Fiscal cliff's new definition of rich

obama fiscal cliff press
The Senate passed a fiscal cliff deal that could raise taxes on couples earning $450,000 and above, which President Obama suggested.

Being "rich" just got a whole lot tougher. Under the fiscal cliff deal, taxes will rise only on couples making more than $450,000.

That's a lot higher than the $250,000 threshold that policy makers had long marked as the dividing line between the middle class and the rich. Just under 2% of filers, or 2.85 million, have adjusted gross incomes above $250,000.

By contrast, only 0.6% of joint filers, or 965,000 households, have incomes above $500,000, according to the closest estimate the Tax Policy Center has done to the fiscal cliff deal.

Raising the bar cuts out about 28% of the income that would have been subject to higher tax rates, bringing in less revenue overall.

Fiscal cliff jitters on the street
Fiscal cliff jitters on the street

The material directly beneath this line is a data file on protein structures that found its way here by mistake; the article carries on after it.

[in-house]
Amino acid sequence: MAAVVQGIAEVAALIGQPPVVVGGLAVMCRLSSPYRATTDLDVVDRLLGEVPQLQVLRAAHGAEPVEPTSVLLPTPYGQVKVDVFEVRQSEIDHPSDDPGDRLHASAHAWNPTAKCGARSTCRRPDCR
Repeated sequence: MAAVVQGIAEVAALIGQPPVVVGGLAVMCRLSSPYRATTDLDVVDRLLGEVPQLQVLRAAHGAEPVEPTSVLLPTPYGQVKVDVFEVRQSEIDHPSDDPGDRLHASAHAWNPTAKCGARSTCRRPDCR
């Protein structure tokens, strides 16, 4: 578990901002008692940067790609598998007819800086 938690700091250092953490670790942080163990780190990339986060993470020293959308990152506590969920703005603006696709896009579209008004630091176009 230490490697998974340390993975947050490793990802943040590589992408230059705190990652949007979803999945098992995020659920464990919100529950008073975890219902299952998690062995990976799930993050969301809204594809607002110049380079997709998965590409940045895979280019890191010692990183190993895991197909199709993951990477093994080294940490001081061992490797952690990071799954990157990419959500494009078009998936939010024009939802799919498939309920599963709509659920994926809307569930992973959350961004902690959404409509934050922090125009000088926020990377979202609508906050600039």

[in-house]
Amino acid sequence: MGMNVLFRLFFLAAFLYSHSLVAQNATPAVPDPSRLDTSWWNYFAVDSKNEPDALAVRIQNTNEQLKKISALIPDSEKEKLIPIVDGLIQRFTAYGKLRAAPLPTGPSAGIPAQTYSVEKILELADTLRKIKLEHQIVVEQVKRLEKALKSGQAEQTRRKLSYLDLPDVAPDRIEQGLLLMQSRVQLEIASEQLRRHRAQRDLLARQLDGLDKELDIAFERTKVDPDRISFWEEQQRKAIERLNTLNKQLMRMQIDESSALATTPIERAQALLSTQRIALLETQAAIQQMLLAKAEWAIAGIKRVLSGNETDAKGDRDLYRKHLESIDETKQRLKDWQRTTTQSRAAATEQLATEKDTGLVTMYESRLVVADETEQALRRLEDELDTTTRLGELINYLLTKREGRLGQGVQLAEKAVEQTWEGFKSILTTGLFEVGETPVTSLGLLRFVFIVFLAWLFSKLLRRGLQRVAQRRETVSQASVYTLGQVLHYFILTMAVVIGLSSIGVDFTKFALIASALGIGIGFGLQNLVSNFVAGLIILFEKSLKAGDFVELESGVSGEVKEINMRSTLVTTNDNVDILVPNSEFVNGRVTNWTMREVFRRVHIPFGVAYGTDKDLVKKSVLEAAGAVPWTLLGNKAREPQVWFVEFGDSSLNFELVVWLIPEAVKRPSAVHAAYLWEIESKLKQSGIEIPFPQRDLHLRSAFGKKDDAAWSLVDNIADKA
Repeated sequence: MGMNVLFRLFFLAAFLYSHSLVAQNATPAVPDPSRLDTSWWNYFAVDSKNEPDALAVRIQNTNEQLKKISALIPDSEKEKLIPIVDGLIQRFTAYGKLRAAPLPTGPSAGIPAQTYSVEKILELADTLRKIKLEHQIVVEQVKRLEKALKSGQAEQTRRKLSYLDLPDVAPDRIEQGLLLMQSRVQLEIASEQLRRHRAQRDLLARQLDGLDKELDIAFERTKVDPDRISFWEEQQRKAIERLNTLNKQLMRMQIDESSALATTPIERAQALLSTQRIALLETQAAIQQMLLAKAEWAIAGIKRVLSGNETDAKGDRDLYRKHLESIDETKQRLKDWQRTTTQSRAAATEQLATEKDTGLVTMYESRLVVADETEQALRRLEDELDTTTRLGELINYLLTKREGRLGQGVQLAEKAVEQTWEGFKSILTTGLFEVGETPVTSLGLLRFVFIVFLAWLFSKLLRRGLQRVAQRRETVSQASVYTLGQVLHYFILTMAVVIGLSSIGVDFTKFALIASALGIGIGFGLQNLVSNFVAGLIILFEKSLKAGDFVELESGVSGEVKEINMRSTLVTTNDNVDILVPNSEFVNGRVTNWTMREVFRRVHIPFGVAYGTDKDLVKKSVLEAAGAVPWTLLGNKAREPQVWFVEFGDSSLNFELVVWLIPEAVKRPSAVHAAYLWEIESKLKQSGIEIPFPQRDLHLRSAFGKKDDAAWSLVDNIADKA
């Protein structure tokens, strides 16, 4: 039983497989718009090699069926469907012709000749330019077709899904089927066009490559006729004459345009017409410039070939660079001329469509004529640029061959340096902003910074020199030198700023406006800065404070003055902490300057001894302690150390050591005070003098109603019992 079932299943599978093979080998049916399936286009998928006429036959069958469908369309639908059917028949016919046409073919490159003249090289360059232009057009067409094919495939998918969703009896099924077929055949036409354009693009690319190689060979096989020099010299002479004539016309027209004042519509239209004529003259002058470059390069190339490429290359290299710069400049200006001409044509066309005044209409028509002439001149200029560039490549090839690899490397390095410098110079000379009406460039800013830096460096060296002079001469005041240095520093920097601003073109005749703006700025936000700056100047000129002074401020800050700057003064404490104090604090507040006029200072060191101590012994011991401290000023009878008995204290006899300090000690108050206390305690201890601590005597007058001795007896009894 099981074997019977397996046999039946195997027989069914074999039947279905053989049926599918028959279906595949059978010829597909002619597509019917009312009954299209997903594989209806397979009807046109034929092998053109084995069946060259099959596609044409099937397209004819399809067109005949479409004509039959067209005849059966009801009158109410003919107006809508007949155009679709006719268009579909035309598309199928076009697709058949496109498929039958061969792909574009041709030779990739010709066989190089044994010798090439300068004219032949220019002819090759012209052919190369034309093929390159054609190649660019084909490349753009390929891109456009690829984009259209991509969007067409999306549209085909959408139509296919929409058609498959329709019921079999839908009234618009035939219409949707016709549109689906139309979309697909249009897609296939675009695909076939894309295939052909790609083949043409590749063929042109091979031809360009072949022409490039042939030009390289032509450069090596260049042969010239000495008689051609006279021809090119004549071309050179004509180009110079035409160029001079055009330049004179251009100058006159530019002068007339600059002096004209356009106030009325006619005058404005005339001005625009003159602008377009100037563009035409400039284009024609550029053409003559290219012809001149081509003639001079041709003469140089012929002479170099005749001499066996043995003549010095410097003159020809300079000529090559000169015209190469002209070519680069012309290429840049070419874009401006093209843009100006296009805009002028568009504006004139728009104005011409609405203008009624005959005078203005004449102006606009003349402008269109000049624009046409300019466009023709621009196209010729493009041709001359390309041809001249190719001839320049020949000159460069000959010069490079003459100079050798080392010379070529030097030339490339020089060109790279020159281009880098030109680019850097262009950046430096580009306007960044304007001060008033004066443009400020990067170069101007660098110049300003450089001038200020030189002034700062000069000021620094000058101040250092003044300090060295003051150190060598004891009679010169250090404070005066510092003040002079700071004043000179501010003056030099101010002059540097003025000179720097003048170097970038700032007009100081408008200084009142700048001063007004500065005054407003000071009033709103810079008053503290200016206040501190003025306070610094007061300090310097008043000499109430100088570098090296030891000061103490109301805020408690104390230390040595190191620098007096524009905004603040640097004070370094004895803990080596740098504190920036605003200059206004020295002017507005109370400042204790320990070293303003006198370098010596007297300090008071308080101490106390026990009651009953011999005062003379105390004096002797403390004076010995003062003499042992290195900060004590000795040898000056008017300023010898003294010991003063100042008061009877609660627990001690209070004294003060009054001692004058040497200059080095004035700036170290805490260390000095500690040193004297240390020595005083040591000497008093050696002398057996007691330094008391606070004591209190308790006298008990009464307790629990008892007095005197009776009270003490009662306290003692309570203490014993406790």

The center did not determine how increasing the threshold would affect overall tax revenue, but President Obama in a speech Monday said "The agreement being worked on right now would further reduce the deficit by asking the wealthiest 2% of Americans to pay higher taxes for the first time in two decades.

Of course, some people who make a lot of money don't feel rich. After all, the cost of living say in New York eats up a lot more money than it does in Boise.

"Who's rich? It's a good question," said Roberton Williams, a senior fellow at the center. "Rich depends on where you live and with whom you are comparing yourself."

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